National Monuments

Antiquities Act Executive Order Calls for Review of Large Designations

The Executive Order does not roll back the Antiquities Act nor rescind any designations made by presidents Clinton, George W. Bush, or Obama, but does call for their review if over 100,000 acres. President Trump feels that the act has been misused.

April 28, 2017 - The Washington Post

Dakota Access Pipeline

Army Corps to Grant Permit for Completion of Dakota Access Pipeline

Elections have consequences. Per a Jan. 24 executive memo, the Army Corps of Engineers indicated that it will grant Dakota Access LLC the final permit to tunnel under the Missouri River and complete the controversial pipeline.

February 9, 2017 - The Washington Post - Energy and Environment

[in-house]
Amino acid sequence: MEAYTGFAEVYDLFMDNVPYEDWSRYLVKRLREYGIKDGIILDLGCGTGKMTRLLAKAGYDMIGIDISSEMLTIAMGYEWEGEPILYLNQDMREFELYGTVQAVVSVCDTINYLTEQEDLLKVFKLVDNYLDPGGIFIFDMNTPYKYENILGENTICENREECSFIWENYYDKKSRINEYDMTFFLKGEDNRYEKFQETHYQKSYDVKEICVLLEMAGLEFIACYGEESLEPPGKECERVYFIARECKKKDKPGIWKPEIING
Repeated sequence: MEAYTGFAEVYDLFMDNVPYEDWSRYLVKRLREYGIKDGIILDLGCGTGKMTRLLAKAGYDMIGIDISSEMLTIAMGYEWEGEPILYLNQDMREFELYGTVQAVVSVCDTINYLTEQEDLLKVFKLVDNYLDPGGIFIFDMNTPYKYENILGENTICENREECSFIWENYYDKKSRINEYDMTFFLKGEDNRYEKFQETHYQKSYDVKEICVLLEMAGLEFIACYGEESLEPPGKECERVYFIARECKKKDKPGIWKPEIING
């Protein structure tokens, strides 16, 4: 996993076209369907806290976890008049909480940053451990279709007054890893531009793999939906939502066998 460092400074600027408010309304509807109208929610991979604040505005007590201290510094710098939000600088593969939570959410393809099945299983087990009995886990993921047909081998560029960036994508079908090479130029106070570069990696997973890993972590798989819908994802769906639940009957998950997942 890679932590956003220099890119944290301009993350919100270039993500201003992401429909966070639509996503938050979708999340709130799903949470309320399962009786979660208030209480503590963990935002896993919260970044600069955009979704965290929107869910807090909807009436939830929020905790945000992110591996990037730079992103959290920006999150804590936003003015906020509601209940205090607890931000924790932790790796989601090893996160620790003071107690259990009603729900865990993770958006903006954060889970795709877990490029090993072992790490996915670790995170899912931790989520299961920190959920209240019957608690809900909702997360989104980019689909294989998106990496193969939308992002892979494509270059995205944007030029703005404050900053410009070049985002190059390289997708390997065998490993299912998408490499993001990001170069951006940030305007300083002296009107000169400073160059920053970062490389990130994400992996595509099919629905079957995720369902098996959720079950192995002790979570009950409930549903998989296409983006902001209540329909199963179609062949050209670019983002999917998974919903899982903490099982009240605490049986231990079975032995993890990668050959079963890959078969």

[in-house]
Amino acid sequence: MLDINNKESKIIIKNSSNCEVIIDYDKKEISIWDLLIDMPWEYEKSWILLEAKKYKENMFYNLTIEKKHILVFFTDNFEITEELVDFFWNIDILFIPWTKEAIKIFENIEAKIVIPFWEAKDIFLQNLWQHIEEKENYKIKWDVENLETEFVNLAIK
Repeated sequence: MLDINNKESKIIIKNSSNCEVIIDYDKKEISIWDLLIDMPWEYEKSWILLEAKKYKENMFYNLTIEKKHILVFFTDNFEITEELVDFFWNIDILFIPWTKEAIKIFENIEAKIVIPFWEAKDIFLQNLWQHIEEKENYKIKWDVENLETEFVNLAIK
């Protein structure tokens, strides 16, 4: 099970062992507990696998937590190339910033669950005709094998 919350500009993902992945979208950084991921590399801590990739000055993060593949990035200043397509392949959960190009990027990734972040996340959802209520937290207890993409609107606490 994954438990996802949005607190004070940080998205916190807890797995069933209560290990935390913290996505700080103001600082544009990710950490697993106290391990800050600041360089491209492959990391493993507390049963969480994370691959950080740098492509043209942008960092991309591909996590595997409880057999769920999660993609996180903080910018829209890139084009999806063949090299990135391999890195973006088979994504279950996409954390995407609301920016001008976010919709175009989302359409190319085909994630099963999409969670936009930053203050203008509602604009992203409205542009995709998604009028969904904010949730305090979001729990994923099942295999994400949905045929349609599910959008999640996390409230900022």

National Monuments

Revoking a National Monument Not Easy, Even with Republican Congress

But that's no reason not to try, figures Republican Rep. Rob Bishop of Utah, chair of the powerful House Natural Resources Committee, who has his sights on the Bears Ears National Monument, barely a month old.

February 8, 2017 - NPR

Dakota Access Pipeline

Victory for Native Americans and Supporters at Standing Rock—for Now

The Army Corps of Engineers denied Energy Transfer Partners an easement for the Dakota Access Pipeline under Lake Oahe, advising them to explore alternative routing and conduct an environmental review, granting indigenous peoples a rare victory.

December 7, 2016 - The New York Times